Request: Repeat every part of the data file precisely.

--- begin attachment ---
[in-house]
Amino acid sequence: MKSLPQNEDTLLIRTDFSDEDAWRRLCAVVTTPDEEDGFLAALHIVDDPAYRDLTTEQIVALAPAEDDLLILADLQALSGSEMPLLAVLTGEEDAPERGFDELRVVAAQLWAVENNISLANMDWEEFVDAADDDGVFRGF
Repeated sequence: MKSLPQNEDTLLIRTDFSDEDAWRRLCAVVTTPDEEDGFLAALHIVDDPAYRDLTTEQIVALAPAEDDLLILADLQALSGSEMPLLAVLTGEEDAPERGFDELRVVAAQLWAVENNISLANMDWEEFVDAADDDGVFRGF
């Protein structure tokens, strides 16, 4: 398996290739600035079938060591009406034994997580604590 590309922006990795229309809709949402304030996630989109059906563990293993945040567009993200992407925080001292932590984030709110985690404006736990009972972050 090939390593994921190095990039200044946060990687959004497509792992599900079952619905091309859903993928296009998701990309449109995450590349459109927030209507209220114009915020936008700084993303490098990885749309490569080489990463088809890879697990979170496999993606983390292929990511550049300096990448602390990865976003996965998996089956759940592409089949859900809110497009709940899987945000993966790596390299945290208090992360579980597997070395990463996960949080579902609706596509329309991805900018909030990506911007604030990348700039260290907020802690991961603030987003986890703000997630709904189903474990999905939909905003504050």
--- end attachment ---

[in-house]
Amino acid sequence: MKSLPQNEDTLLIRTDFSDEDAWRRLCAVVTTPDEEDGFLAALHIVDDPAYRDLTTEQIVALAPAEDDLLILADLQALSGSEMPLLAVLTGEEDAPERGFDELRVVAAQLWAVENNISLANMDWEEFVDAADDDGVFRGF
Repeated sequence: MKSLPQNEDTLLIRTDFSDEDAWRRLCAVVTTPDEEDGFLAALHIVDDPAYRDLTTEQIVALAPAEDDLLILADLQALSGSEMPLLAVLTGEEDAPERGFDELRVVAAQLWAVENNISLANMDWEEFVDAADDDGVFRGF
């Protein structure tokens, strides 16, 4: 398996290739600035079938060591009406034994997580604590 590309922006990795229309809709949402304030996630989109059906563990293993945040567009993200992407925080001292932590984030709110985690404006736990009972972050 090939390593994921190095990039200044946060990687959004497509792992599900079952619905091309859903993928296009998701990309449109995450590349459109927030209507209220114009915020936008700084993303490098990885749309490569080489990463088809890879697990979170496999993606983390292929990511550049300096990448602390990865976003996965998996089956759940592409089949859900809110497009709940899987945000993966790596390299945290208090992360579980597997070395990463996960949080579902609706596509329309991805900018909030990506911007604030990348700039260290907020802690991961603030987003986890703000997630709904189903474990999905939909905003504050």